Today’s rally will be a great opportunity to take stock of how far we’ve come, and how much more there is to achieve.

The political pressure that Cymdeithas has put on governments and political parties has proven successful. There is a direct link between their work and the commitments made in Plaid Cymru’s Co-operation Agreement with the Welsh Government. I look forward to seeing the fruits of that co-operation, and changes that will directly make the housing system fairer in Wales over the course of this Senedd.


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Mab Meirion
Mab Meirion
2 months ago

The Brondanw Estate Trust is an inspiration of what is possible Mabon…

hdavies15
hdavies15
2 months ago

Ms All Slopps is typical of the British fantasy media which churns out silly TV programmes about houses – assets not homes. I guess most of it is aimed at recently retired and fairly wealthy types who have “resources to play with”. This is the demographic that has invaded our country looking for 2nd homes to make even more bucks without any thought for the squeezed market and the difficulties they cause for locals who need homes. And it’s not entirely an invasion. There a fair old slug of middle class professionals from Kairdiff who have been buying up chunks… Read more »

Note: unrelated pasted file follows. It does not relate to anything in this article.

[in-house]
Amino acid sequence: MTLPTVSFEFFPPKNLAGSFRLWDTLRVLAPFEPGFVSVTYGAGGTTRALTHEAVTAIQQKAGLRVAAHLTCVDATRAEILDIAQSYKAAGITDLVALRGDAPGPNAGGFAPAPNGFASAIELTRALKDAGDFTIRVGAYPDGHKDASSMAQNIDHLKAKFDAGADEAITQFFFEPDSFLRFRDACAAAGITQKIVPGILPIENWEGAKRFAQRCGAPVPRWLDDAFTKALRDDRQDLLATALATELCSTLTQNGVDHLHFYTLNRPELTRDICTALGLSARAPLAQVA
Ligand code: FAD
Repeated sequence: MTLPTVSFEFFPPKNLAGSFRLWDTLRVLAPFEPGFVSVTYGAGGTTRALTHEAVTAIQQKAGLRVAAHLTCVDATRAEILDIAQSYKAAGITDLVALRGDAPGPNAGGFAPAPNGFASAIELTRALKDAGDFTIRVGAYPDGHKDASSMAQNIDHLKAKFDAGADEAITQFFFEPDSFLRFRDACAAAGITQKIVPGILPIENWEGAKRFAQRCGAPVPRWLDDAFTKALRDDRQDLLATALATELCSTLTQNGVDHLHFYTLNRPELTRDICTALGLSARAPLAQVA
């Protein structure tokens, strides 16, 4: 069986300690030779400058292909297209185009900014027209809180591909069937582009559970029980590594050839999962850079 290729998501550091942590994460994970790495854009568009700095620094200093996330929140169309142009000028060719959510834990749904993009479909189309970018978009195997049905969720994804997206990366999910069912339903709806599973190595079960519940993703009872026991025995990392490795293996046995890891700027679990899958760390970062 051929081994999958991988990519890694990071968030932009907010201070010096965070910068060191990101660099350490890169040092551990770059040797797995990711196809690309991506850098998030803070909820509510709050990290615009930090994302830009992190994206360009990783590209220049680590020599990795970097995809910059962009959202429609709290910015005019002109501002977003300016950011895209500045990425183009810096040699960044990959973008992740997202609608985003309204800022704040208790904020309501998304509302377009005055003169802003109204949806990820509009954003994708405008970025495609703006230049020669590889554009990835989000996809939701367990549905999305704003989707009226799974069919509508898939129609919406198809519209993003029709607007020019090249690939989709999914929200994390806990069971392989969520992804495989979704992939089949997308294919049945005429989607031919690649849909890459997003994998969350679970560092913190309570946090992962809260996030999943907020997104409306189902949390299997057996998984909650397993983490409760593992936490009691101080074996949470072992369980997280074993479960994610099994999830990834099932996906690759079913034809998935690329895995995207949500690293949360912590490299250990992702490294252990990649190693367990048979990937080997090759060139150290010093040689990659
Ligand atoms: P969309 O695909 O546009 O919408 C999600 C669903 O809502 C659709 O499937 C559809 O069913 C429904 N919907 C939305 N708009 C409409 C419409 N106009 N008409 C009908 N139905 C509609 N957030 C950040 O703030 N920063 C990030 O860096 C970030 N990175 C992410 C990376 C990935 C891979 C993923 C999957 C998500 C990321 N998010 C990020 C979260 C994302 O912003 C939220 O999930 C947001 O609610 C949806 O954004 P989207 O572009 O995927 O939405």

blc
blc
2 months ago

I’ve lived in privately-rented housing in Cardiff for about 14 and a half years. We both work full-time, we have no children, and we have no plans for children. In all those years we have lived with the knowledge that we can be legally evicted for basically no reason. We can be taken to court and forcefully removed if the landlord simply decides that they no longer want to rent the house out.  Over those 14 years we have paid over £105,000 in private rent. Only in the last year or so are we finally earning enough to be able… Read more »

Yescymru rules ok
Yescymru rules ok
2 months ago

The Member of the Senedd who has a second home? Zero shame.